Consider, for example, a case where a man is charged with assault and using a pool cue as a ‘deadly weapon’. A pool cue is not ‘inherently deadly’, so the Prosecutor would have to prove that the man used the pool cue in such a way that it was capable of causing, and likely to cause, death or great bodily injury. That would depend on exactly what the man did with the pool cue, all of the surrounding circumstances, and whether he was wielding it as a ‘weapon’ at all.


I was acting in self-defense/defense of another person!

Summit Defense has defended many cases where our client acted in self-defense. Often, though, that defensive action is not immediately apparent to the police, or the true aggressor lies or misleads the police. If you have been charged with an offense but were actually acting in self-defense, it is important that you have a lawyer who is experienced in raising this defense on your side. We will immediately act to collect and preserve evidence to establish your defense, as well as point out the deficiencies in the case to the DA.


If the defendant claims that they were acting in self-defense, or defense of another, the Prosecutor must prove beyond reasonable doubt that they were not. As set out in the Judicial Council of California Criminal Jury Instructions, the law provides that a defendant acted in lawful self-defense if:

  1. The defendant reasonably believed that they were in imminent danger of suffering bodily injury or of being touched unlawfully;
  2. The defendant reasonably believed that the immediate use of force was necessary to defend against that danger; and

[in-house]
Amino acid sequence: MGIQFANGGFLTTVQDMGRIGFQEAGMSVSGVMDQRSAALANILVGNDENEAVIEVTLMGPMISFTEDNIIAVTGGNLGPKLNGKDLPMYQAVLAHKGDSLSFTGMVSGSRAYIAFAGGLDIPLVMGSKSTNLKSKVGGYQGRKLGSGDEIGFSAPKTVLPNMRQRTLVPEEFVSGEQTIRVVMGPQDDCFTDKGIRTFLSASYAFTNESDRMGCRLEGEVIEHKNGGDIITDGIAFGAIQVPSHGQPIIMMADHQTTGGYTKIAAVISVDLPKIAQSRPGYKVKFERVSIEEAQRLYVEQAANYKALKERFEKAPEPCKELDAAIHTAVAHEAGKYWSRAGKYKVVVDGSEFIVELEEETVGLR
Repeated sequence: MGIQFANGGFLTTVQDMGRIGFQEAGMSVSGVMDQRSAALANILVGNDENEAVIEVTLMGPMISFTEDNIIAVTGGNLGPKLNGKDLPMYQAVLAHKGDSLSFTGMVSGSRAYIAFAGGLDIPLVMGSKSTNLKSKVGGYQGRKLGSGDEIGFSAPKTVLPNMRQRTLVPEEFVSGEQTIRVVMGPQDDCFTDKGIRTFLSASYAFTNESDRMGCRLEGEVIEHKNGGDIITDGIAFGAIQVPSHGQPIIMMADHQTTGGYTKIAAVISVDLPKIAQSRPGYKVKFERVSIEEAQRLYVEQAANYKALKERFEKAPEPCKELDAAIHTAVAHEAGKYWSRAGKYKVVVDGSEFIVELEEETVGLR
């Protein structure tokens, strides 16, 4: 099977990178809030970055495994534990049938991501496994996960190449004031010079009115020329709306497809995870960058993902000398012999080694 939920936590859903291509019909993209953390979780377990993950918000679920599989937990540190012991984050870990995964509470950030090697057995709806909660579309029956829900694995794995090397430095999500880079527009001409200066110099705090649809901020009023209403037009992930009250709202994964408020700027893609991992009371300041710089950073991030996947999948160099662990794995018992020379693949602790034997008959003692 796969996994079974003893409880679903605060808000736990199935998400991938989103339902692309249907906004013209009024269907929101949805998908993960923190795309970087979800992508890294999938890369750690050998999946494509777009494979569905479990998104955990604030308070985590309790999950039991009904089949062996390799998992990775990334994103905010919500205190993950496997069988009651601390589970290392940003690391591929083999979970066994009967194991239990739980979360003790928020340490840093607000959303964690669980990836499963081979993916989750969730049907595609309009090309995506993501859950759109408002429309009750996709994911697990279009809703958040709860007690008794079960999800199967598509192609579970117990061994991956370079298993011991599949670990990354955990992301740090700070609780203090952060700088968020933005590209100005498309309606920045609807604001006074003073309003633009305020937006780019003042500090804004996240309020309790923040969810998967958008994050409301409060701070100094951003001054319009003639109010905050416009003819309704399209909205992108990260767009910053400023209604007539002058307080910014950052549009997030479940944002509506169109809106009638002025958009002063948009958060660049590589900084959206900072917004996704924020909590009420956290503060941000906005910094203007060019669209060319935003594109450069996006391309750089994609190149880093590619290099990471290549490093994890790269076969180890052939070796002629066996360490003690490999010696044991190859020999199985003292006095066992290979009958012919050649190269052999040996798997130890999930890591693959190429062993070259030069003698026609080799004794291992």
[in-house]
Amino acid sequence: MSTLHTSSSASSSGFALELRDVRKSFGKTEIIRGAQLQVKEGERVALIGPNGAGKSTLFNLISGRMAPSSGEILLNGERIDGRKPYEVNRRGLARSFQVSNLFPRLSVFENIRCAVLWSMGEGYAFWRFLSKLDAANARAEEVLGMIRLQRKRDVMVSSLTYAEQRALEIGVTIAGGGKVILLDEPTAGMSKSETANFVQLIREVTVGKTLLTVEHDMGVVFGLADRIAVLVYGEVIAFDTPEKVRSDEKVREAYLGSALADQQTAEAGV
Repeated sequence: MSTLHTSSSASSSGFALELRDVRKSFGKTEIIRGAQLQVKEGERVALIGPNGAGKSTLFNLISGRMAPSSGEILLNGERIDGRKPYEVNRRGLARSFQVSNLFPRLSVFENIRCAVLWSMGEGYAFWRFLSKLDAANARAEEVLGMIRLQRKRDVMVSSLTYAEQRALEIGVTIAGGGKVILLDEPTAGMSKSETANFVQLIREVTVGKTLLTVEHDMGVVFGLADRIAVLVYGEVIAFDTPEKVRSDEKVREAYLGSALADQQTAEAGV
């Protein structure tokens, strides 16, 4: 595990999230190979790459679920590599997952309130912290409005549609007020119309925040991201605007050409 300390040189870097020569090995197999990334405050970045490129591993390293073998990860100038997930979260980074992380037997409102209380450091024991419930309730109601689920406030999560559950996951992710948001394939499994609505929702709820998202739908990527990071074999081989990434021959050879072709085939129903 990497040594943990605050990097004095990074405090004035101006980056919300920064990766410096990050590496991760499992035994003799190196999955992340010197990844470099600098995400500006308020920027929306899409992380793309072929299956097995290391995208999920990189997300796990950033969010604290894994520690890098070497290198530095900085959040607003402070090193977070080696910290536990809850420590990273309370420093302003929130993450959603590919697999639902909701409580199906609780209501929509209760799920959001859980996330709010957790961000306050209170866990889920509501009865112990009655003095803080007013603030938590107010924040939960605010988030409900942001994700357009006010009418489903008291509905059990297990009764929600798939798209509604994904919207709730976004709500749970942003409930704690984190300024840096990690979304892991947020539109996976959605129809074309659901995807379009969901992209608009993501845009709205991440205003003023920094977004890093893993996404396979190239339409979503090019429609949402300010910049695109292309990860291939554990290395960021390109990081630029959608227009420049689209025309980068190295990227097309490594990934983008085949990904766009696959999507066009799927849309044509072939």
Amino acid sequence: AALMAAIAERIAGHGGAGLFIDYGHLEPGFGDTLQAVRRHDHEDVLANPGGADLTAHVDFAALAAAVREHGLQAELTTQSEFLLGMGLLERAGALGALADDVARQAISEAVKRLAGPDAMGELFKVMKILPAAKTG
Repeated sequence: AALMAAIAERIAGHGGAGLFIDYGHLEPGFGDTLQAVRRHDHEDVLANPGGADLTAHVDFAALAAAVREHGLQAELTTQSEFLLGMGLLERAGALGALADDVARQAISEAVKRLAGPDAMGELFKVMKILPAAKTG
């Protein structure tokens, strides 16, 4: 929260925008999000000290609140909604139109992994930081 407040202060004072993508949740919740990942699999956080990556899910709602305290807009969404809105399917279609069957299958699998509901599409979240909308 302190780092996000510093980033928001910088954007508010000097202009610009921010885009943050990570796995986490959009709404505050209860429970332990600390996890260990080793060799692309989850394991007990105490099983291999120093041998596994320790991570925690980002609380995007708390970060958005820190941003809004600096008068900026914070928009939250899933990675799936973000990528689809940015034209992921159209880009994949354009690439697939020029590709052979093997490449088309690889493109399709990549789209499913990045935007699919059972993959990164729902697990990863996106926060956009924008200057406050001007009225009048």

3. The defendant used no more force than was reasonably necessary to defend against that danger.[5]


In deciding whether the defendant’s belief that they were in imminent danger was reasonable, the court must look at all of the circumstances. In many assault cases, it is important to remember that a history of threats or violence – either towards the defendant, or to others – can also be taken into account when assessing whether the defendant responded reasonably. Further, the law does not require defendants to retreat – they can stand their ground and defend themselves. So, consider a man who works in a bar who is attacked in a bar fight, and defends himself by threatening someone with a kitchen knife that is kept behind the bar – he would likely have a valid defense of self-defense.


In the end, once the defense has been raised, the prosecution has the burden of proving beyond reasonable doubt that the defendant did not act in lawful self-defense. Otherwise, the defendant must be found not guilty of the offense.


I didn’t act willfully – it was an accident!

One element of this offense is that the defendant acted willfully – in other words, if the defendant’s actions were accidental or unintentional, then the Prosecutor cannot prove the offense. In some cases, the alleged victim might have misinterpreted the defendant’s actions. For example, consider a couple having a fight while the wife is preparing dinner. While cutting up some vegetables, she turns around and yells at her husband, while still holding the knife in her hand. In that case, if she was not wielding or holding the knife in any kind of threatening way, but simply holding it in her hand before turning back around and continuing to cut the vegetables, she is not guilty of assault with a deadly weapon.